Despite growing policy discussions around urban climate action and just transitions, the requirements for a just urban transition (JUT) are not well understood. This article explores JUTs by examining the intersection between urban climate action and just transitions.
The authors examine the different areas of justice scholarship—including environmental, climate, energy, and urban justice—that can inform JUTs. These various fields have elevated distributional impacts and demonstrated the importance of decisionmaking processes. However, the authors conclude that justice scholarship is largely retrospective and focused on “redressing harms rather than identifying and elaborating on agency in the process of change moving forward.”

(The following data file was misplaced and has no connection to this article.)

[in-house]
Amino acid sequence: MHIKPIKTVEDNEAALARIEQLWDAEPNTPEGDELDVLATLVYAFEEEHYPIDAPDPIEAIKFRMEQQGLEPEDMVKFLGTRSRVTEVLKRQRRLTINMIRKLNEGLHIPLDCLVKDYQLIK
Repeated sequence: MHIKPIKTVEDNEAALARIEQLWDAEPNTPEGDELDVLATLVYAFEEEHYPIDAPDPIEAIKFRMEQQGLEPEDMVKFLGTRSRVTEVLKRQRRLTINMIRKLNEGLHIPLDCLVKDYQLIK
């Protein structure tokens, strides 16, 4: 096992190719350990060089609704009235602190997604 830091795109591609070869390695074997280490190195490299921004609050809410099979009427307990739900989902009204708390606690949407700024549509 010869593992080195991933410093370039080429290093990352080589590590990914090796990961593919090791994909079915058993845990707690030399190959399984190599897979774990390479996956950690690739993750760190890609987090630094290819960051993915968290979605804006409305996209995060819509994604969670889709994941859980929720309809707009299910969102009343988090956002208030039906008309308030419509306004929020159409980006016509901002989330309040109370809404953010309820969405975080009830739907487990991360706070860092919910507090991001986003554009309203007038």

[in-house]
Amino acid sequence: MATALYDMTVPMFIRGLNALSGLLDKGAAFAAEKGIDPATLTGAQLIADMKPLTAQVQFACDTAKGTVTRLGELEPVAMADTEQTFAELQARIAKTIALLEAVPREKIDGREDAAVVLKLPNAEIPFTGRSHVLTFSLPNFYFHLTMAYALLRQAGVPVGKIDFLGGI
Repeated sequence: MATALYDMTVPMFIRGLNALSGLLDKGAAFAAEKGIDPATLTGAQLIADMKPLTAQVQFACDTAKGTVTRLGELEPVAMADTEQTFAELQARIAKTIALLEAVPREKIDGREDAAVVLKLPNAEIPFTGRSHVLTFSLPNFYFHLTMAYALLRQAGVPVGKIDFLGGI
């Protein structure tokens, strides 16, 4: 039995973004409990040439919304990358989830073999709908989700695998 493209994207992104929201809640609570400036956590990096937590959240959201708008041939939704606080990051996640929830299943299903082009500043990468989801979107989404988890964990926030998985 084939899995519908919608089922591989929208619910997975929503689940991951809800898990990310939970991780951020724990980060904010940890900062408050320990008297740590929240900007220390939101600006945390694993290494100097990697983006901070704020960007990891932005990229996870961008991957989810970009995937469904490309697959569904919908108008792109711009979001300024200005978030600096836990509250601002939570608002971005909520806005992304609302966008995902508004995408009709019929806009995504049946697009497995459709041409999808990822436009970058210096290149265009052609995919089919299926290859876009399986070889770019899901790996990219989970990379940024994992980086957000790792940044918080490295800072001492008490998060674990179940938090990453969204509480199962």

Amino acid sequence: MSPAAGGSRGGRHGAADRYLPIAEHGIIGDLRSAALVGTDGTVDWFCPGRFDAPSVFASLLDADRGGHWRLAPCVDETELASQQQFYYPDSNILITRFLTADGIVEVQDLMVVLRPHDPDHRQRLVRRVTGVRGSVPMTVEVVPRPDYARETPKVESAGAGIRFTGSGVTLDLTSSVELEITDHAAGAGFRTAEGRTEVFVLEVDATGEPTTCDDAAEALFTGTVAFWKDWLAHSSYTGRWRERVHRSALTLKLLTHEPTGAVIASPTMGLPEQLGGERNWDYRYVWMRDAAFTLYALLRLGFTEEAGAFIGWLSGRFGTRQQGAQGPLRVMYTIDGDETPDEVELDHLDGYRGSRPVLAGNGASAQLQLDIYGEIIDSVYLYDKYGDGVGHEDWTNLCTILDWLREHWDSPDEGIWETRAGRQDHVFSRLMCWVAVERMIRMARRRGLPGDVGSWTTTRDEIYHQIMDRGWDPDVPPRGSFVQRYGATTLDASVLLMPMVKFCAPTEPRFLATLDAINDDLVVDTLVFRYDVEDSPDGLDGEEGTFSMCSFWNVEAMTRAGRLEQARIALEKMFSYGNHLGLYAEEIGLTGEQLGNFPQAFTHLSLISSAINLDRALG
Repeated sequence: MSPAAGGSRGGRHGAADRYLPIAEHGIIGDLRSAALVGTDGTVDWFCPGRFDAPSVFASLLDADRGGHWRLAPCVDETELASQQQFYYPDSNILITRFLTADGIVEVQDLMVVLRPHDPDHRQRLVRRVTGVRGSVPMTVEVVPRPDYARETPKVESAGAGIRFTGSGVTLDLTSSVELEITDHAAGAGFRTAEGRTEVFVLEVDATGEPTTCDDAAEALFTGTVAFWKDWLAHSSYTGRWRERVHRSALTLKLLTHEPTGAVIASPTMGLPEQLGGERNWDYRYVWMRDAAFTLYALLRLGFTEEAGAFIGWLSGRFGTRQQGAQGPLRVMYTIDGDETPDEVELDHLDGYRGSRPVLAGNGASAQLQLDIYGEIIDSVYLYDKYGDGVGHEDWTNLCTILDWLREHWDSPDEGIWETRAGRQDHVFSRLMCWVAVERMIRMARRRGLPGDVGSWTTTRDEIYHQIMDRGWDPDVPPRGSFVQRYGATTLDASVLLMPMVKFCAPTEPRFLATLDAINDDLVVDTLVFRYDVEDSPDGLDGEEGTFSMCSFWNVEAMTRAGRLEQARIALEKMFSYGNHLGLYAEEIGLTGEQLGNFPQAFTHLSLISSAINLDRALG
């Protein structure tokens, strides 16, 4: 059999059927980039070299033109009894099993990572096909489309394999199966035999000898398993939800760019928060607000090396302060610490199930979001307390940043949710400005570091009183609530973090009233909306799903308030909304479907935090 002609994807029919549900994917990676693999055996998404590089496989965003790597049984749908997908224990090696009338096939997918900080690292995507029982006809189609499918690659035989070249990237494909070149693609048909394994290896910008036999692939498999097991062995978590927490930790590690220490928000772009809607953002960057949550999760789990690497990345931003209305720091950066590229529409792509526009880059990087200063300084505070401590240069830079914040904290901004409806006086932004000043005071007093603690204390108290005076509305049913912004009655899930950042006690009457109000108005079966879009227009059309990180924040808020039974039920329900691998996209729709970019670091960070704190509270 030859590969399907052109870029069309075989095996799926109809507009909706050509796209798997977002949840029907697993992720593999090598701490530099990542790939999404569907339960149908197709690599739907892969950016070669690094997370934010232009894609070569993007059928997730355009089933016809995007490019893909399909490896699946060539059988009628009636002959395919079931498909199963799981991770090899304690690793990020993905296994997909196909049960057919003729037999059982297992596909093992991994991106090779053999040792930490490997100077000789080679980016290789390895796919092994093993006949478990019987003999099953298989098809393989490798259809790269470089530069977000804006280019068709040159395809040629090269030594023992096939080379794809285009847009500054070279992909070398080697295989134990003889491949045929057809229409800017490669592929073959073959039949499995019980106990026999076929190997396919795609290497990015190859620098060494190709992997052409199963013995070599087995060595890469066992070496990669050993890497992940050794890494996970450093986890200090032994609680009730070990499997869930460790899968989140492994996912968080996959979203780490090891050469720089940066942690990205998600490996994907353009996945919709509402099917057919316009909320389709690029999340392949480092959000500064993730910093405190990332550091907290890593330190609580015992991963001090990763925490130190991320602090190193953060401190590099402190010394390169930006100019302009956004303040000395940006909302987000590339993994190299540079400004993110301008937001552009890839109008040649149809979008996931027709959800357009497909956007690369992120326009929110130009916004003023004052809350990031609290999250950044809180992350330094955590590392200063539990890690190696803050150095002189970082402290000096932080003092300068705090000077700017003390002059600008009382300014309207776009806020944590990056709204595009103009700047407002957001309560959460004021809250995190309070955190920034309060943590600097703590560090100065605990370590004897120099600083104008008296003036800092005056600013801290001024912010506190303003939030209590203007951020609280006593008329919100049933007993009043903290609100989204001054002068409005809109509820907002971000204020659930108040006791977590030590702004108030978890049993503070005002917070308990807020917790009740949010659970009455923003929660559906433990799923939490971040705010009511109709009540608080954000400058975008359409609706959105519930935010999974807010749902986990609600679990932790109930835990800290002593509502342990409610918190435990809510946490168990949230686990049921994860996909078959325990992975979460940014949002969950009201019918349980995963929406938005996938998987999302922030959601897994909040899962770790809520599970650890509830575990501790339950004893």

To address this gap, the authors argue that “shifting from an evaluative perspective to a change and process-oriented perspective is critical to forwarding a JUT research and policy agenda.” Consistent with just transitions policy discussions, they call for a forward-looking approach that integrates justice principles and emphasizes change processes, alternative futures, and political and structural barriers. They conclude by identifying key questions for subsequent research on JUTs.